Proceedings of the 59th Annual Meeting of the Association for Computational Linguistics and the 11th International Joint Conference on Natural Language Processing (Volume 1: Long Papers)

Recent work in neural machine translation has demonstrated both the necessity and feasibility of using inter-sentential context, context from sentences other than those currently being translated. However, while many current methods present model architectures that theoretically can use this extra context, it is often not clear how much they do actually utilize it at translation time. In this paper, we introduce a new metric, conditional cross-mutual information, to quantify usage of context by these models. Using this metric, we measure how much document-level machine translation systems use particular varieties of context. We find that target context is referenced more than source context, and that including more context has a diminishing affect on results. We then introduce a new, simple training method, context-aware word dropout, to increase the usage of context by context-aware models. Experiments show that our method not only increases context usage, but also improves the translation quality according to metrics such as BLEU and COMET, as well as performance on anaphoric pronoun resolution and lexical cohesion contrastive datasets.

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Proceedings of the Sixth Conference on Machine Translation
Loic Barrault | Ondrej Bojar | Fethi Bougares | Rajen Chatterjee | Marta R. Costa-jussa | Christian Federmann | Mark Fishel | Alexander Fraser | Markus Freitag | Yvette Graham | Roman Grundkiewicz | Paco Guzman | Barry Haddow | Matthias Huck | Antonio Jimeno Yepes | Philipp Koehn | Tom Kocmi | Andre Martins | Makoto Morishita | Christof Monz
Proceedings of the Sixth Conference on Machine Translation

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Findings of the WMT 2021 Shared Task on Quality EstimationWMT 2021 Shared Task on Quality Estimation
Lucia Specia | Frédéric Blain | Marina Fomicheva | Chrysoula Zerva | Zhenhao Li | Vishrav Chaudhary | André F. T. Martins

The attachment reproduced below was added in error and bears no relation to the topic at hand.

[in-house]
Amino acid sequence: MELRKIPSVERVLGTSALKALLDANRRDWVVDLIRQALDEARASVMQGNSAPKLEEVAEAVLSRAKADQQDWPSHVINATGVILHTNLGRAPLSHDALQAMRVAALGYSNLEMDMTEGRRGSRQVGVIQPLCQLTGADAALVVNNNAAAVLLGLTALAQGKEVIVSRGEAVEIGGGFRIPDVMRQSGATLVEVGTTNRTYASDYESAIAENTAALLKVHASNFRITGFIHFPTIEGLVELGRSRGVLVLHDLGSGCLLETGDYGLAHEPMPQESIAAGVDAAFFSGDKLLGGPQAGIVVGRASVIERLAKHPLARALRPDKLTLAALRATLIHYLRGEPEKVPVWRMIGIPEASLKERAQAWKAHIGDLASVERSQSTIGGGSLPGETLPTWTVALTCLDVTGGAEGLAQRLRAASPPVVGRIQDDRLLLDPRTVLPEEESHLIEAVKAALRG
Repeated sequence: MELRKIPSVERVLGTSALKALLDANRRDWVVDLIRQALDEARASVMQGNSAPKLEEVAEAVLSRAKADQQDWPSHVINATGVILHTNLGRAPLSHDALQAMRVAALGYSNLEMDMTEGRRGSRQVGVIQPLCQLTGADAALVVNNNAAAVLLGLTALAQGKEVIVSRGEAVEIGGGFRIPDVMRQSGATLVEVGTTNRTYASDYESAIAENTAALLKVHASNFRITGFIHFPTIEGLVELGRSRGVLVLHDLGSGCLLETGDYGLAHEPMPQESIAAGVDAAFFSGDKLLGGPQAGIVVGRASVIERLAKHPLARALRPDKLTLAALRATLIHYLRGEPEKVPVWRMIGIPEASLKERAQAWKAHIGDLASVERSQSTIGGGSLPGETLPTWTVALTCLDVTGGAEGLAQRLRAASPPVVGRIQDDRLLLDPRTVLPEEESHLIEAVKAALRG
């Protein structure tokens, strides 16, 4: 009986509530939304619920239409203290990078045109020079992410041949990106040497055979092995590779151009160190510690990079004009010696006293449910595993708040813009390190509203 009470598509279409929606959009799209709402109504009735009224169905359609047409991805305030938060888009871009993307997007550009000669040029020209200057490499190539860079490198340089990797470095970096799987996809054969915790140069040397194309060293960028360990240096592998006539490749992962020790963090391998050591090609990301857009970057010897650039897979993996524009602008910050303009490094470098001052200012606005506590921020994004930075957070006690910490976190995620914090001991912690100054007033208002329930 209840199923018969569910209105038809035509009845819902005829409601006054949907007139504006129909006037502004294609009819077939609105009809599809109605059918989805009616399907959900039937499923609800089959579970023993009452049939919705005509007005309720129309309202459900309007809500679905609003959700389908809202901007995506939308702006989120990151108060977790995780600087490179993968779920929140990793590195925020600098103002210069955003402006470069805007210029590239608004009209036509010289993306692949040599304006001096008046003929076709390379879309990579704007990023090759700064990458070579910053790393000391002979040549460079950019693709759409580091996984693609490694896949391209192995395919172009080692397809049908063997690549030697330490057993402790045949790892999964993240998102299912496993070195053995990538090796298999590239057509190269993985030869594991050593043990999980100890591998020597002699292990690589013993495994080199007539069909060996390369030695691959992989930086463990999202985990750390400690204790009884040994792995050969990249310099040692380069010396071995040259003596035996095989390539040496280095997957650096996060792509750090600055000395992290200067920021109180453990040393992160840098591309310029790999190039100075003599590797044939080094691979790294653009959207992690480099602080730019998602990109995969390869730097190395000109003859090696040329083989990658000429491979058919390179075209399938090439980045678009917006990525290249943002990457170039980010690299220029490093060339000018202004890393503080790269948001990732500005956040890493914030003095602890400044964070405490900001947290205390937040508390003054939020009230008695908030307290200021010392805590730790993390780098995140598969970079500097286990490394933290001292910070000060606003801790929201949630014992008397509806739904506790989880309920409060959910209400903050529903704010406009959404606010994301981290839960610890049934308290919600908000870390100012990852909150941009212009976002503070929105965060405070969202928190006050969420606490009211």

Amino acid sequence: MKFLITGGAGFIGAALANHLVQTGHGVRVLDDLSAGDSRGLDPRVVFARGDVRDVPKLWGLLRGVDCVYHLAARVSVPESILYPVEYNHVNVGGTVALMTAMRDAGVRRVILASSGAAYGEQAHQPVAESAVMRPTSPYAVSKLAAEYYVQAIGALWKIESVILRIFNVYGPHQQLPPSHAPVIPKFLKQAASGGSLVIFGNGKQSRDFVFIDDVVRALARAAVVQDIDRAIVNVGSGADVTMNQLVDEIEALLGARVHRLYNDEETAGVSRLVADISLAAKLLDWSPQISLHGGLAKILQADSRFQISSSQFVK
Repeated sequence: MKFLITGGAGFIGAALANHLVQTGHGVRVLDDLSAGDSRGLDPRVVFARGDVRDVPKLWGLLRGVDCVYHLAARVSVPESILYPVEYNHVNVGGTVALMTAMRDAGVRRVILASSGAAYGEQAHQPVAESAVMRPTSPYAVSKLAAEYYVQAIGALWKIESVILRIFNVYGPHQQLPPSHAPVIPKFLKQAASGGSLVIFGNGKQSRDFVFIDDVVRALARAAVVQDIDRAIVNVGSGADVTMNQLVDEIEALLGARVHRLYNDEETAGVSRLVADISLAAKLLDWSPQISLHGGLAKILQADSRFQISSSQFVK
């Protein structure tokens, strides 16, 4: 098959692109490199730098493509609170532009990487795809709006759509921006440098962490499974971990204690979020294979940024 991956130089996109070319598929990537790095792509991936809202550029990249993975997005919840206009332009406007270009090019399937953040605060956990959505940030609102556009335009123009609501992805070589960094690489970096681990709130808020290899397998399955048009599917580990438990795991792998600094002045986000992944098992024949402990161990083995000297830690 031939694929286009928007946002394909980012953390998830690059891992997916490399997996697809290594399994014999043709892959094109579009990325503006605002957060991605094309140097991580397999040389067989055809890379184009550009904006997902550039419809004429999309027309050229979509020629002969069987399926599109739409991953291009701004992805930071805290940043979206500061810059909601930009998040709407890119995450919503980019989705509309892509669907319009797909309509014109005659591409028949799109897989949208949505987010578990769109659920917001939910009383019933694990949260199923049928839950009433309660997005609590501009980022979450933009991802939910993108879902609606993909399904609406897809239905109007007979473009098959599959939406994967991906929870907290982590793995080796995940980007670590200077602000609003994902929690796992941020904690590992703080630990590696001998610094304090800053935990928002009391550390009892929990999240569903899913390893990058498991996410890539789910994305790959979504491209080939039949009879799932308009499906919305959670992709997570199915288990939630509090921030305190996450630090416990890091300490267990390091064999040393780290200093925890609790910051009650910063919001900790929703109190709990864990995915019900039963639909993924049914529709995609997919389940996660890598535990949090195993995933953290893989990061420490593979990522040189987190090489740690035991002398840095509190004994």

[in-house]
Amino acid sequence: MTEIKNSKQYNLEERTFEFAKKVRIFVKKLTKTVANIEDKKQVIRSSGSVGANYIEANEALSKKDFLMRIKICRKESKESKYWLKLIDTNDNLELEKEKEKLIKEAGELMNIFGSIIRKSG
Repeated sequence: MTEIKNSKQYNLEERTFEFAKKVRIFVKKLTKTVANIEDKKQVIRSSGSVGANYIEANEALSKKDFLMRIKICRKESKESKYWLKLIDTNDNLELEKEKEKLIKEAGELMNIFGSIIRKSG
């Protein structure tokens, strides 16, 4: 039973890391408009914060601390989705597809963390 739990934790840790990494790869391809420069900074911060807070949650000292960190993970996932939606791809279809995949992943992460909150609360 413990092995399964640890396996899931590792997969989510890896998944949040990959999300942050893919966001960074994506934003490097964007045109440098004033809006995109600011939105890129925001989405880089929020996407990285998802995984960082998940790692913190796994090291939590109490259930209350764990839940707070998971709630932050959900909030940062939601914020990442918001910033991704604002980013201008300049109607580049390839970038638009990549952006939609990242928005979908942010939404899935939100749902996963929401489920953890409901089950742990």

Proceedings of the Sixth Conference on Machine Translation

We report the results of the WMT 2021 shared task on Quality Estimation, where the challenge is to predict the quality of the output of neural machine translation systems at the word and sentence levels. This edition focused on two main novel additions : (i) prediction for unseen languages, i.e. zero-shot settings, and (ii) prediction of sentences with catastrophic errors. In addition, new data was released for a number of languages, especially post-edited data. Participating teams from 19 institutions submitted altogether 1263 systems to different task variants and language pairs.

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IST-Unbabel 2021 Submission for the Quality Estimation Shared TaskIST-Unbabel 2021 Submission for the Quality Estimation Shared Task
Chrysoula Zerva | Daan van Stigt | Ricardo Rei | Ana C Farinha | Pedro Ramos | José G. C. de Souza | Taisiya Glushkova | Miguel Vera | Fabio Kepler | André F. T. Martins
Proceedings of the Sixth Conference on Machine Translation

We present the joint contribution of IST and Unbabel to the WMT 2021 Shared Task on Quality Estimation. Our team participated on two tasks : Direct Assessment and Post-Editing Effort, encompassing a total of 35 submissions. For all submissions, our efforts focused on training multilingual models on top of OpenKiwi predictor-estimator architecture, using pre-trained multilingual encoders combined with adapters. We further experiment with and uncertainty-related objectives and features as well as training on out-of-domain direct assessment data.

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Are References Really Needed? Unbabel-IST 2021 Submission for the Metrics Shared TaskIST 2021 Submission for the Metrics Shared Task
Ricardo Rei | Ana C Farinha | Chrysoula Zerva | Daan van Stigt | Craig Stewart | Pedro Ramos | Taisiya Glushkova | André F. T. Martins | Alon Lavie
Proceedings of the Sixth Conference on Machine Translation